"We know that the moisture levels of the atmosphere have increased by about four percent globally over the past 40 years due to the fact that the globe has warmed," said Masters. "There's a possibility now that this extra moisture can be made available for snowstorms to make them heavier."
Not all climate scientists would share this view, however.
Kenneth Kunkel, executive director of the Division of Atmospheric Sciences of the Desert Research Institute, said there "might be some circumstances" where he "would be comfortable" making the statement that extreme weather is "consistent with" global warming, but February's heavy snowfall is not one of them.
"I am not aware that climate models indicate more extreme snowfall events along the East Coast," Kunkel who manages a team of 120 atmospheric scientists, told SolveClimate. "There has been little work on potential future changes in extreme snowfall events."
"The general idea that climate change will cause all types of weather phenomena to become more extreme is not correct," he added.
Philip Duffy, the scientific director of Climate Central and a physicist from the Lawrence Livermore National Laboratory, told SolveClimate that the extreme weather that blanketed the Northeast "probably was" due to climate change. But, he added, "you can never say for sure. Big storms do sometimes happen absent climate change."
As a general rule, however, Duffy said that "precipitation increases through climate change" and "the amount of precipitation in individual storms also increases."
National Oceanic and Atmospheric Administration (NOAA) chief Jane Lubchenco also talked about the storms and climate change Monday on NPR. The snowstorms aren't a contradiction with climate science, nor are they unexpected, she explained. Weather is highly variable, and this year's weather is influenced by El Nino sending wet, stormy weather across the southern United States and the Arctic oscillation pushing cold air down from the Arctic.
"It's important that people recognize that weather is not the same as climate, and record-breaking storms neither negate nor prove climate change," Lubchenco said.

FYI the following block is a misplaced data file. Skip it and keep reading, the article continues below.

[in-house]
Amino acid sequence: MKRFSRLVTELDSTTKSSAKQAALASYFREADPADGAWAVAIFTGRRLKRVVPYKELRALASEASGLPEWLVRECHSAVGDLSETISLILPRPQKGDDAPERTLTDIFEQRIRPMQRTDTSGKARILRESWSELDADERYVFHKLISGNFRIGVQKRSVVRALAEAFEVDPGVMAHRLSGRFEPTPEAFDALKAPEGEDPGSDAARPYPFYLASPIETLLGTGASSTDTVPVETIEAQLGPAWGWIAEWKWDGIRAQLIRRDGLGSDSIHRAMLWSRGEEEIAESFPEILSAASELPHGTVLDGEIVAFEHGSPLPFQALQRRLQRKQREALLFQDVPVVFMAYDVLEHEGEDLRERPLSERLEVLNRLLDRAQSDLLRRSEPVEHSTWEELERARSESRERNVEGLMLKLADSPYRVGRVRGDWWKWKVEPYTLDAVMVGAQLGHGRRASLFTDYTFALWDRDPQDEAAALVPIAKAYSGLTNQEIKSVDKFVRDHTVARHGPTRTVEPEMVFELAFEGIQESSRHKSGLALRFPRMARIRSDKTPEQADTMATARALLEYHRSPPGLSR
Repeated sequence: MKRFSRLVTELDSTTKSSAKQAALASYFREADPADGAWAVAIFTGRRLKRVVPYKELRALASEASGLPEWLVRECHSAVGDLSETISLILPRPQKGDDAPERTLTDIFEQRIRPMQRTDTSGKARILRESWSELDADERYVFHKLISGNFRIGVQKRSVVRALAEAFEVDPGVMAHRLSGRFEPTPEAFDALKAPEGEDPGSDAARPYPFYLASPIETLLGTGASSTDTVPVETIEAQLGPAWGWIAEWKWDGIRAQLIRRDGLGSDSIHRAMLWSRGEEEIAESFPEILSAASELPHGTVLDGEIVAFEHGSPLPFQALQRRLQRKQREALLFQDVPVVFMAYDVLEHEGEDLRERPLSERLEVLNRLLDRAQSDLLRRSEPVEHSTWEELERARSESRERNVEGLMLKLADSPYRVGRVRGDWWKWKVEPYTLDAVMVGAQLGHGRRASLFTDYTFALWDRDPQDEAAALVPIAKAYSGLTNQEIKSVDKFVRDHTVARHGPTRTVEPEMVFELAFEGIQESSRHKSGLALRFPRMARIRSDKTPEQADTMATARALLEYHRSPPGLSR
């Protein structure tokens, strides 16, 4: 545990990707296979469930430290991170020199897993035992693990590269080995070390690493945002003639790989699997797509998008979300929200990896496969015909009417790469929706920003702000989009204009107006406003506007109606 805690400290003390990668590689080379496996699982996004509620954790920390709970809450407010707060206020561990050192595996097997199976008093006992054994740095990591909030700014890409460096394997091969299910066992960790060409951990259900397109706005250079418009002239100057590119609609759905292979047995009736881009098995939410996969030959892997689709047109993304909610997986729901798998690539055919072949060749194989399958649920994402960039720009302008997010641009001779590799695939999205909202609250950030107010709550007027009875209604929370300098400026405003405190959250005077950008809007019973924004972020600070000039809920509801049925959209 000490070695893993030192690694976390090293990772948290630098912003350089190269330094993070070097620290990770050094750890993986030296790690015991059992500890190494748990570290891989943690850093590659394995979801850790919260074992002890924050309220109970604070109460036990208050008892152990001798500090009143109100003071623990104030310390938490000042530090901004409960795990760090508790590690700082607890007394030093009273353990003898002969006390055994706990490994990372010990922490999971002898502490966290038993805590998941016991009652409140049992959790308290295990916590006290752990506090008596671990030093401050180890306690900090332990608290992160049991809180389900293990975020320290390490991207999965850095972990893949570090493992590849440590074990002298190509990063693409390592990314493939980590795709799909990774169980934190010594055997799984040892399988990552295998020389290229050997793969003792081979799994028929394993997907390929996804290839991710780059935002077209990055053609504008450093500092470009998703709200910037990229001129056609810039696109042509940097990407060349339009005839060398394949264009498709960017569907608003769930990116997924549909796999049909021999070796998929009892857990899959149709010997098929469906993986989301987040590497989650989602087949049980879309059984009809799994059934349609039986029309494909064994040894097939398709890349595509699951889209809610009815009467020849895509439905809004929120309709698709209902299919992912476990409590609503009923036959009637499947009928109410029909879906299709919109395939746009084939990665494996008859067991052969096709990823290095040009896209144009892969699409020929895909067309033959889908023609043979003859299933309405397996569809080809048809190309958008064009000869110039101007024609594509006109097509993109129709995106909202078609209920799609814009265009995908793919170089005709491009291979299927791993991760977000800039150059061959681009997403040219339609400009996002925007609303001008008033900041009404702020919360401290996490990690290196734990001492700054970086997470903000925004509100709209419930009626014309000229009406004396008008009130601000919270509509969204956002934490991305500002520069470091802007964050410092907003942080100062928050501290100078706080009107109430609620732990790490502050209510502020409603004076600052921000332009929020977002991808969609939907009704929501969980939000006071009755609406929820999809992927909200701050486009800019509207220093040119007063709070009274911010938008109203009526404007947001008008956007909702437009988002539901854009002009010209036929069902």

Erring on the Side of Caution
Masters suggested that while "extreme events are not necessarily connected to climate change" and "a lot of what we're seeing is natural variability," it is better for governments to err on the side of caution.
"We need to be concerned about the future," said Masters.
His view echoes that of some of the world's largest meteorological societies.
The American Meteorological Society (AMS) said in its 2007 statement that "precipitation is expected to become more intense" due to climate changes. "Prudence dictates extreme care in managing our relationship with the only planet known to be capable of sustaining human life," the group wrote.
Two years later, the AMS, along with 17 other scientific organizations, delivered U.S. senators a letter outlining the "consensus scientific view." The group said the "severity of climate change impacts is expected to increase substantially in the coming decades," including extreme weather events. They called for a dramatic curbs in planet-warming greenhouse gases.
Similarly, last November, in advance of the Copenhagen climate conference, the Met Office, NERC and the Royal Society, three of Britain's leading scientific organizations, said in a particularly strong statement, "we cannot emphasize enough the body of scientific evidence that underpins the call for action now."
"Year on year the evidence is growing that damaging climate and weather events — potentially intensified by global warming — are already happening and beginning to affect society and ecosystems," they said.
The group wrote that "in the absence of action to mitigate climate change," much larger changes than the world has seen so far will be felt in the coming decades.
(Photo Courtesy of Carolyn Wise)